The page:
Surveys and valuations of ecclesiastical property
- 1254 The
of Norwich ed. W.E. Lunt (1926). In 1254 the pope ordered
a new assessment of clergy property for taxation. The returns survive
for eight dioceses in England and Wales: Bangor, Durham, Ely, Lincoln,
Llandaff, London, Norwich and St Asaph.
Ecclesiastica (Record Commission 1802). In 1288
Pope Nicholas IV granted Edward I 1/10 of the ecclesiastical income of
England and Wales to pay for a crusade. Between 1288 and 1292 a survey
was made for this tax, which lists benefices worth more than six marks
(£4) for most of the country. It mentions c.8,500 churches and chapels,
but hospital chapels were exempt. It can be searched online by modern
or medieval name of the church.
Nonarum Inquisitiones in Curia Scaccarii, temp. Regis
Edwardi III (Record Commission 1807): Another valuation
for taxation, covering much of 27 English counties : Bedfordshire,
Berkshire, Buckinghamshire, Cornwall, Dorset, Essex, Glocestershire,
Hampshire, Herefordshire, Hertfordshire, Huntingdonshire, Kent,
Lancashire, Lincolnshire, Middlesex, Northamptonshire, Nottinghamshire,
Oxfordshire, Rutland, Shropshire, Staffordshire, Suffolk, Sussex,
Wiltshire, Warwickshire, Worcestershire, and Yorkshire.
Survey of guilds and fraternities in England. Returns in National
Archives C47/38-46; listed in List and Index Society 26;
those written in English are published in J.Toulmin Smith, English
Gilds, Early English Text Society 40.
Valor Ecclesiasticus temp Henry VIII (Record
Commission 1810-34): Henry VIII's survey of ecclesiastical property in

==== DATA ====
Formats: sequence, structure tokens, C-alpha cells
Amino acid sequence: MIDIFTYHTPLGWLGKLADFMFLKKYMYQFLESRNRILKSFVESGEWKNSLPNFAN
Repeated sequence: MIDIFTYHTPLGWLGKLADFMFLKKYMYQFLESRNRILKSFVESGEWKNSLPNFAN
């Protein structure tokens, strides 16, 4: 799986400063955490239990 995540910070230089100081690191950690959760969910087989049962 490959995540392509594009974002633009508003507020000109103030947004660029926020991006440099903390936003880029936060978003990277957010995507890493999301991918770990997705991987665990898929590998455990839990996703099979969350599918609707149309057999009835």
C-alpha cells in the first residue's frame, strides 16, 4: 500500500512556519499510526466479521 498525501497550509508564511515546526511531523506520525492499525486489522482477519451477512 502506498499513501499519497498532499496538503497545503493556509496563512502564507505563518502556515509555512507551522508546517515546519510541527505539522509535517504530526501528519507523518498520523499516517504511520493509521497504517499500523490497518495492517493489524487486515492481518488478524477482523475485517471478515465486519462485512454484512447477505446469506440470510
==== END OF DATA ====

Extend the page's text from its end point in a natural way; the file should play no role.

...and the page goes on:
England and Wales, made after he broke
with Rome, taking over Church taxation which had previously
gone to the pope. Covers
monasteries, cathedrals, churches and hospitals staffed by clergy.
- 1540 Royal commissioners
surveyed monastic property in Ireland; the results are summarised in Letters
and Papers, Foreign and Domestic, Henry VIII.
- 1546, 1548 Surveys of
chantries, collegiate churches and free
chapels in England and Wales. (Hospitals included in 1546). The returns
are in National
Archives E301, with a few strays in C47/7/3, E117/8/23b,
E36/110-113 and E315/374-375. There are published transcripts for some
and Middlesex Chantry Certificate 1548, London
Record Society vol. 16 (1980) is online.
- 1560s The
Books of Assumption of the Thirds of Benefices, Records of
Social and Economic History, New Series 21 (1995): a survey of the
income of church properties in Scotland.
- 1676: Compton Ecclesiastical Census: census of religious affiliation
within the Provinces and Canterbury and York, listing total
numbers of Conformists, Papists and Nonconformists. The returns were
published in A. Whiteman (ed.), The Compton Census of 1676: A critical edition (1986).
John Ecton, Liber Valorem et Decimarum : Being
an account of the valuations and yearly tenths of all such
ecclesiastical benefices in England and Wales, as now stand chargeable
with the payment of first-fruits and tenths ... (1711) is
a directory of benefices by diocese and deanery, listing patrons,
incumbents, dedications, appropriations and income.
John Bacon, Liber Regis vel Thesaurus Rerum
Ecclesiasticarum (1786) is similar to Liber
National Archives HO129: the religious census for all places of worship
in England and Wales gives attendance at services on 30 March 1851 and
information on the buildings. Some local record offices have a copy on
microfilm of the return for their county.